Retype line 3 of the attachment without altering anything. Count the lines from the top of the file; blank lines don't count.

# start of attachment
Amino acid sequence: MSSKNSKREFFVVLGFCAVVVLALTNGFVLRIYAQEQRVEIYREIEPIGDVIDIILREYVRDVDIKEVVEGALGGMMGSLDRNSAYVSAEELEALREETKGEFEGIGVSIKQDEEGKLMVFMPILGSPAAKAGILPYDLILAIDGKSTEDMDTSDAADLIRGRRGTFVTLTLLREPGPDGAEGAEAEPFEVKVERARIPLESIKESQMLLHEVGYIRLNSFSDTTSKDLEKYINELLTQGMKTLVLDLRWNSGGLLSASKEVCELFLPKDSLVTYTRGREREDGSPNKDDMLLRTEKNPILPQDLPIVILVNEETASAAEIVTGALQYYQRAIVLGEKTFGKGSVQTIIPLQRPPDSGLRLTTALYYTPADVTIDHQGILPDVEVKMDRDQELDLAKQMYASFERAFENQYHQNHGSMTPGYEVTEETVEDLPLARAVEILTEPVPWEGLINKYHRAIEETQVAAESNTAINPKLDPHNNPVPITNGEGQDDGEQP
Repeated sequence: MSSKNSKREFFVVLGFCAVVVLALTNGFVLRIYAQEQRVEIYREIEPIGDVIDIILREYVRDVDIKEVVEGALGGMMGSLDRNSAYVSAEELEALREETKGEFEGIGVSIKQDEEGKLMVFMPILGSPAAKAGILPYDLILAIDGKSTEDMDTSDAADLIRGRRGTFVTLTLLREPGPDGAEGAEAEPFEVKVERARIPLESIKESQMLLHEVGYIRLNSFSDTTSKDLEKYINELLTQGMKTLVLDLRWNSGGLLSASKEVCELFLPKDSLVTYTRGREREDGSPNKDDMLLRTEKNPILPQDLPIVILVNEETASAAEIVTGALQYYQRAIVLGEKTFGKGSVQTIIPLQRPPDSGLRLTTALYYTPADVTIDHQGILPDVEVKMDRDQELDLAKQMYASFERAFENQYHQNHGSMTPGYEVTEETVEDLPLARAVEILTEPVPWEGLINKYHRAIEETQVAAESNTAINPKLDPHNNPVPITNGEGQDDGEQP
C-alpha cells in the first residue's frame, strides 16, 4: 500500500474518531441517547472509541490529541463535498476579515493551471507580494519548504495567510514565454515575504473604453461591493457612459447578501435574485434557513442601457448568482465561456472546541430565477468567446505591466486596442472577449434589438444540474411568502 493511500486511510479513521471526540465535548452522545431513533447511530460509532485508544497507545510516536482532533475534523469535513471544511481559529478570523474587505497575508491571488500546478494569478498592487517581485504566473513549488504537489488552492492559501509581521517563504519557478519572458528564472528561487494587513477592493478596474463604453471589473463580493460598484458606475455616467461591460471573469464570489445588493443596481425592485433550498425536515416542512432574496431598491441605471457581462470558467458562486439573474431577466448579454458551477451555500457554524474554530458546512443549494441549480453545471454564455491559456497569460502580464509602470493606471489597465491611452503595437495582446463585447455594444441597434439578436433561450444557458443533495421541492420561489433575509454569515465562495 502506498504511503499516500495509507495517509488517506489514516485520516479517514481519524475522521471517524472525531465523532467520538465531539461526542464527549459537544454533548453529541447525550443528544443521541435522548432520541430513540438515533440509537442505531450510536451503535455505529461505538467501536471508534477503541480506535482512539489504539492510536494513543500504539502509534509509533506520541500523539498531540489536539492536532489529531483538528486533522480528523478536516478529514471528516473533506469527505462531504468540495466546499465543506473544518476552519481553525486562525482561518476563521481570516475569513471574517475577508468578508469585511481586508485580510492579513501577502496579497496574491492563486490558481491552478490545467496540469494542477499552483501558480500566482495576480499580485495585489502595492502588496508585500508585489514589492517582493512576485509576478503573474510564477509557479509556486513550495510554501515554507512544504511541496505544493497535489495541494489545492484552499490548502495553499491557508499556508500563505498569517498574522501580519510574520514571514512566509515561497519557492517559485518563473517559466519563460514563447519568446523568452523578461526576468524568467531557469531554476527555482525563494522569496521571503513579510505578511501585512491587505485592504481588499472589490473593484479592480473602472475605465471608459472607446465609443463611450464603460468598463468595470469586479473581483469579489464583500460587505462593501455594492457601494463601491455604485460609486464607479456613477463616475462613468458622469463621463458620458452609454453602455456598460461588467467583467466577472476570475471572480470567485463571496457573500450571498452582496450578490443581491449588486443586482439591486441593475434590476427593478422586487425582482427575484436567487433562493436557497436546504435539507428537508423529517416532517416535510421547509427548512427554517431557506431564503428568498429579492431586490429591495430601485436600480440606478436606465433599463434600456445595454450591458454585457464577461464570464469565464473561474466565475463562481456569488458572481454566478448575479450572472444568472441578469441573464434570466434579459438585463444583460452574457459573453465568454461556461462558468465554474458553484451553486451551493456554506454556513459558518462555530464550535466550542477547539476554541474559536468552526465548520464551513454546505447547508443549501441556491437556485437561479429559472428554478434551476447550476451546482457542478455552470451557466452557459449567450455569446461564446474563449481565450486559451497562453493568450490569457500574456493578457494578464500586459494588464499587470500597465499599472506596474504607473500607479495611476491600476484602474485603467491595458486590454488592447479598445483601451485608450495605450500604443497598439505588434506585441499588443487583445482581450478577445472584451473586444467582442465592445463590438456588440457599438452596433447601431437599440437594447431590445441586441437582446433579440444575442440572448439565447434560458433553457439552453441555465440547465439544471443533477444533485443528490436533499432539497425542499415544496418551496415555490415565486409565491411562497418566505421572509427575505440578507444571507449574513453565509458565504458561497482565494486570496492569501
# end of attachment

C-alpha cells in the first residue's frame, strides 16, 4: 500500500474518531441517547472509541490529541463535498476579515493551471507580494519548504495567510514565454515575504473604453461591493457612459447578501435574485434557513442601457448568482465561456472546541430565477468567446505591466486596442472577449434589438444540474411568502 493511500486511510479513521471526540465535548452522545431513533447511530460509532485508544497507545510516536482532533475534523469535513471544511481559529478570523474587505497575508491571488500546478494569478498592487517581485504566473513549488504537489488552492492559501509581521517563504519557478519572458528564472528561487494587513477592493478596474463604453471589473463580493460598484458606475455616467461591460471573469464570489445588493443596481425592485433550498425536515416542512432574496431598491441605471457581462470558467458562486439573474431577466448579454458551477451555500457554524474554530458546512443549494441549480453545471454564455491559456497569460502580464509602470493606471489597465491611452503595437495582446463585447455594444441597434439578436433561450444557458443533495421541492420561489433575509454569515465562495 502506498504511503499516500495509507495517509488517506489514516485520516479517514481519524475522521471517524472525531465523532467520538465531539461526542464527549459537544454533548453529541447525550443528544443521541435522548432520541430513540438515533440509537442505531450510536451503535455505529461505538467501536471508534477503541480506535482512539489504539492510536494513543500504539502509534509509533506520541500523539498531540489536539492536532489529531483538528486533522480528523478536516478529514471528516473533506469527505462531504468540495466546499465543506473544518476552519481553525486562525482561518476563521481570516475569513471574517475577508468578508469585511481586508485580510492579513501577502496579497496574491492563486490558481491552478490545467496540469494542477499552483501558480500566482495576480499580485495585489502595492502588496508585500508585489514589492517582493512576485509576478503573474510564477509557479509556486513550495510554501515554507512544504511541496505544493497535489495541494489545492484552499490548502495553499491557508499556508500563505498569517498574522501580519510574520514571514512566509515561497519557492517559485518563473517559466519563460514563447519568446523568452523578461526576468524568467531557469531554476527555482525563494522569496521571503513579510505578511501585512491587505485592504481588499472589490473593484479592480473602472475605465471608459472607446465609443463611450464603460468598463468595470469586479473581483469579489464583500460587505462593501455594492457601494463601491455604485460609486464607479456613477463616475462613468458622469463621463458620458452609454453602455456598460461588467467583467466577472476570475471572480470567485463571496457573500450571498452582496450578490443581491449588486443586482439591486441593475434590476427593478422586487425582482427575484436567487433562493436557497436546504435539507428537508423529517416532517416535510421547509427548512427554517431557506431564503428568498429579492431586490429591495430601485436600480440606478436606465433599463434600456445595454450591458454585457464577461464570464469565464473561474466565475463562481456569488458572481454566478448575479450572472444568472441578469441573464434570466434579459438585463444583460452574457459573453465568454461556461462558468465554474458553484451553486451551493456554506454556513459558518462555530464550535466550542477547539476554541474559536468552526465548520464551513454546505447547508443549501441556491437556485437561479429559472428554478434551476447550476451546482457542478455552470451557466452557459449567450455569446461564446474563449481565450486559451497562453493568450490569457500574456493578457494578464500586459494588464499587470500597465499599472506596474504607473500607479495611476491600476484602474485603467491595458486590454488592447479598445483601451485608450495605450500604443497598439505588434506585441499588443487583445482581450478577445472584451473586444467582442465592445463590438456588440457599438452596433447601431437599440437594447431590445441586441437582446433579440444575442440572448439565447434560458433553457439552453441555465440547465439544471443533477444533485443528490436533499432539497425542499415544496418551496415555490415565486409565491411562497418566505421572509427575505440578507444571507449574513453565509458565504458561497482565494486570496492569501